24. The ink jet head according to claim 22, wherein the one or more channel dampers form an ink channel with the nozzle layer to prevent a back flow phenomenon between the ink chamber and the ink channel when ink contained in the ink chamber is ejected from the ink chamber.
25. The ink jet head according to claim 24, wherein the one or more channel dampers prevent a back flow phenomenon between the ink chamber and the ink channel so that a volume of the ink droplet is maintained equal to or greater than a reference value.
26. The ink jet head according to claim 24, wherein the ink channel has a third height equal to or less than a difference between the first height and the second height.
27. The ink jet head according to claim 22, further comprising:
a second heat-generating resistor disposed on the substrate and spaced apart from the heat-generating resistor; and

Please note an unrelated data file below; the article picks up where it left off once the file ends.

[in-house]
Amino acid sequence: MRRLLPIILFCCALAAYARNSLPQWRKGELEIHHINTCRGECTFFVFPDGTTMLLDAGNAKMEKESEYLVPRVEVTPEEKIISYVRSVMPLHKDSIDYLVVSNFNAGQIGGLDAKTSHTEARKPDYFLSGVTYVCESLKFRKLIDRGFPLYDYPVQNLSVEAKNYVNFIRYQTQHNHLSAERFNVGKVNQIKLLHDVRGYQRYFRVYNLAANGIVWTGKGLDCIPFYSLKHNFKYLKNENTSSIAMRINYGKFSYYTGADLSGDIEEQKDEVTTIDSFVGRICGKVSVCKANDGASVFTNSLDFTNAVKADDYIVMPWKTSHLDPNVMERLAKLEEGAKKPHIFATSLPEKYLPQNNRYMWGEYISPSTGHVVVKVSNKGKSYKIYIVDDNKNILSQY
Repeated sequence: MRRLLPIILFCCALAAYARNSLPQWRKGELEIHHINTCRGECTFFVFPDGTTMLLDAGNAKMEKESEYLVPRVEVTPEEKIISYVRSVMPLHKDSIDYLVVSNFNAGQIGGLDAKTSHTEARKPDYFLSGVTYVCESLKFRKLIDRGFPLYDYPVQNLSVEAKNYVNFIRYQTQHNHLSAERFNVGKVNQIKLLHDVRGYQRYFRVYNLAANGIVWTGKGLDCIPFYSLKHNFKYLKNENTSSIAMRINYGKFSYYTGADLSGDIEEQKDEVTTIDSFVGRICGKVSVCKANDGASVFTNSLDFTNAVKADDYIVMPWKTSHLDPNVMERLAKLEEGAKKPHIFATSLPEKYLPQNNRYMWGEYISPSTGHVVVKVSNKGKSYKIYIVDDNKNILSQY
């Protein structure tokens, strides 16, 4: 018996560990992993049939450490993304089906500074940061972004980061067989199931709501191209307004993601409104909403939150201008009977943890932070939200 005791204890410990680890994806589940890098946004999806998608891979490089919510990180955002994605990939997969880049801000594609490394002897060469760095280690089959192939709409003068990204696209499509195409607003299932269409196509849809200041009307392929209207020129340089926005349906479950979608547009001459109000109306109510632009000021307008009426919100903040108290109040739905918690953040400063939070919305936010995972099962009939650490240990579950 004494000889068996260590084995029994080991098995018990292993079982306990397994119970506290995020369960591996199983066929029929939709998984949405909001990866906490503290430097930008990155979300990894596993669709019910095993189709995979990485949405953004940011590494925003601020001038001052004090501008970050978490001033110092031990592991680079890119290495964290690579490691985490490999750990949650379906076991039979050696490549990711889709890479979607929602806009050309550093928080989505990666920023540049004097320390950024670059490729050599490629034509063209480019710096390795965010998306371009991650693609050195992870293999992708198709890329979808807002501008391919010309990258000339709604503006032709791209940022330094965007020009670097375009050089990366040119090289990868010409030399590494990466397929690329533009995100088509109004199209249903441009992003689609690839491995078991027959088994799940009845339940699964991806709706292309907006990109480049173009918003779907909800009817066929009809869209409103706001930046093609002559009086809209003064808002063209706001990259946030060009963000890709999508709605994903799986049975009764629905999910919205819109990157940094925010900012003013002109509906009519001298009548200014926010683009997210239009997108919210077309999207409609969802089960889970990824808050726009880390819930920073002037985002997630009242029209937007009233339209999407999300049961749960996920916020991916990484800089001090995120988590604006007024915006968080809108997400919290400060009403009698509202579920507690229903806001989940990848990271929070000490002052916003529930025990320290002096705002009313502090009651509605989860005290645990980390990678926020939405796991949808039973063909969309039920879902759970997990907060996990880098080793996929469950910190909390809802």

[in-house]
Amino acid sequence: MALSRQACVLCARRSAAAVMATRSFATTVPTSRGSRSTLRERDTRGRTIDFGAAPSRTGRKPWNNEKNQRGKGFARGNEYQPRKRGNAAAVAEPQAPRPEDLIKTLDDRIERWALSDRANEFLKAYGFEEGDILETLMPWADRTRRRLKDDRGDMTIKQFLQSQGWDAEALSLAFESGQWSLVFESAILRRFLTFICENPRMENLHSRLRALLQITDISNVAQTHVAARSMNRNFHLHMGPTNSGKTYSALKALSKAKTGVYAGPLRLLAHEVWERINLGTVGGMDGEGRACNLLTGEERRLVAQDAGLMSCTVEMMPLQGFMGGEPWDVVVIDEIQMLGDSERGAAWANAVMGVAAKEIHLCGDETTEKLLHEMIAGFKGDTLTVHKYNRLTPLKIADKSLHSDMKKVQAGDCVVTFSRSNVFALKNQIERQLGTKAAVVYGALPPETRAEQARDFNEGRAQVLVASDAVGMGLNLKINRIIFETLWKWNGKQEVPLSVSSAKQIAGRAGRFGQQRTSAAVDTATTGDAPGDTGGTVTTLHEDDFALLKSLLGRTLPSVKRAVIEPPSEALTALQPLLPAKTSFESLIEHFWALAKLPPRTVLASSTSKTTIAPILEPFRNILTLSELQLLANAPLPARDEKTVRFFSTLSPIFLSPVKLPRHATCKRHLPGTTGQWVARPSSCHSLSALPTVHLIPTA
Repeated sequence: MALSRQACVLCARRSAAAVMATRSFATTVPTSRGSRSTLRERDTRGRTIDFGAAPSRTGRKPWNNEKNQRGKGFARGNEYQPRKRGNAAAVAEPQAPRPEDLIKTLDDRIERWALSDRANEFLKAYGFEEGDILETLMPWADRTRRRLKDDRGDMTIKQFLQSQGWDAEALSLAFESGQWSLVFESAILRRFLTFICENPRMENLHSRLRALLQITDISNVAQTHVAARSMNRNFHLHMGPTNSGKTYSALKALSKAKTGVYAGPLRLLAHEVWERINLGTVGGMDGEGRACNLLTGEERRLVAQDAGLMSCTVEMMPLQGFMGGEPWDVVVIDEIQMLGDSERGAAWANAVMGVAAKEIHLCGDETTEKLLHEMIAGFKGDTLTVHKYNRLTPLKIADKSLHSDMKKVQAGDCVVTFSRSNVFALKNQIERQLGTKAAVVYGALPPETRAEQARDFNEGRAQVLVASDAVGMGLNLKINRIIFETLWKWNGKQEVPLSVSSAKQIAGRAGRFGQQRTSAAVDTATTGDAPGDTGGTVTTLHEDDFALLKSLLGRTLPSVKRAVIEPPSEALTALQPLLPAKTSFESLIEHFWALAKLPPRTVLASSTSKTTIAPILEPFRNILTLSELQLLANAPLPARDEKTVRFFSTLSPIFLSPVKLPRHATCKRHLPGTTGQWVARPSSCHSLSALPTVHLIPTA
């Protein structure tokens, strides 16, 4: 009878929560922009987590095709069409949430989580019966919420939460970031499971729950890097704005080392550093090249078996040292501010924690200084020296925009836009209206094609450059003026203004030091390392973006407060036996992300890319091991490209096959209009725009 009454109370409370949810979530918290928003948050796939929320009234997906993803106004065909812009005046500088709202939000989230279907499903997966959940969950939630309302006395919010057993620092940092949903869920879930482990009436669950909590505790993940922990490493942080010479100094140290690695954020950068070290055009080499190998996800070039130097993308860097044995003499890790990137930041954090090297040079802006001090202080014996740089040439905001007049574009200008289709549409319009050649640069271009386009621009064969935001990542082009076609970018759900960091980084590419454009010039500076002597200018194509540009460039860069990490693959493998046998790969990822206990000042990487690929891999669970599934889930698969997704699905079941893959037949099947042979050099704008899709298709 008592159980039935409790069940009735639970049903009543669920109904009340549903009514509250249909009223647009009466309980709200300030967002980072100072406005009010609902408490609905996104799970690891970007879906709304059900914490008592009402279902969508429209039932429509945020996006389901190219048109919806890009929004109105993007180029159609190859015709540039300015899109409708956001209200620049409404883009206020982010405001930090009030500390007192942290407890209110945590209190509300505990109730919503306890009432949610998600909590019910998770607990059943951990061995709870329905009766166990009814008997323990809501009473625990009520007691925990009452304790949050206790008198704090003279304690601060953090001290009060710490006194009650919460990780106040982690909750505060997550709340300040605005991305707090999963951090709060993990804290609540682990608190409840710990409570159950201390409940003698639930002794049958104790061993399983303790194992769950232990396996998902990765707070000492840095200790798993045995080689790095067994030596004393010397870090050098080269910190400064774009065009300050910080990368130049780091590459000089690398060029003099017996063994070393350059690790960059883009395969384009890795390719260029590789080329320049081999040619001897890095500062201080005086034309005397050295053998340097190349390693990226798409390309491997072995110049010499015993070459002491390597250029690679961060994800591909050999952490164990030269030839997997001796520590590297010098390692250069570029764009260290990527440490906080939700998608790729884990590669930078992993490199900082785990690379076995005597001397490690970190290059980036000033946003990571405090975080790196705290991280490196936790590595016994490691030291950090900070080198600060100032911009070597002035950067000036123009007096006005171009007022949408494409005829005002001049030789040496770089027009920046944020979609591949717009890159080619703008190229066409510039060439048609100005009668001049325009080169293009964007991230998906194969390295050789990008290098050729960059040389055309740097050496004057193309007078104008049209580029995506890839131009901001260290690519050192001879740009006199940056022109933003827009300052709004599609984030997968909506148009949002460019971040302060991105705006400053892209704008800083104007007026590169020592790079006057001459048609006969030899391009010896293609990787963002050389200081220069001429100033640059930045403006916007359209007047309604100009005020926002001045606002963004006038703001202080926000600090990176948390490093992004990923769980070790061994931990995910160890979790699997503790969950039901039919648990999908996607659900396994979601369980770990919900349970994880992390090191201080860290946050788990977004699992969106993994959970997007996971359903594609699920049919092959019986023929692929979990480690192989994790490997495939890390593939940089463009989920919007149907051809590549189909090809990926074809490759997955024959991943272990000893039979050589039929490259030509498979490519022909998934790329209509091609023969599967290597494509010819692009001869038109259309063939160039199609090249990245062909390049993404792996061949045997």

a second barrier structure spaced apart from the barrier structure, comprising,
a second chamber layer having one or more portions disposed on the substrate to have the first height in the first direction and to enclose one or more third portions of the second heat-generating resistor in the second direction,
one or more second opened portions formed between adjacent end portions of the one or more second chamber layers not to enclose one or more fourth portions of the second heat-generating resistor in the second direction,
one or more second channel dampers disposed at the one or more second opened portions between the substrate and the nozzle layer, and having the second height lower than the first height.
28. The ink jet head according to claim 27, further comprising: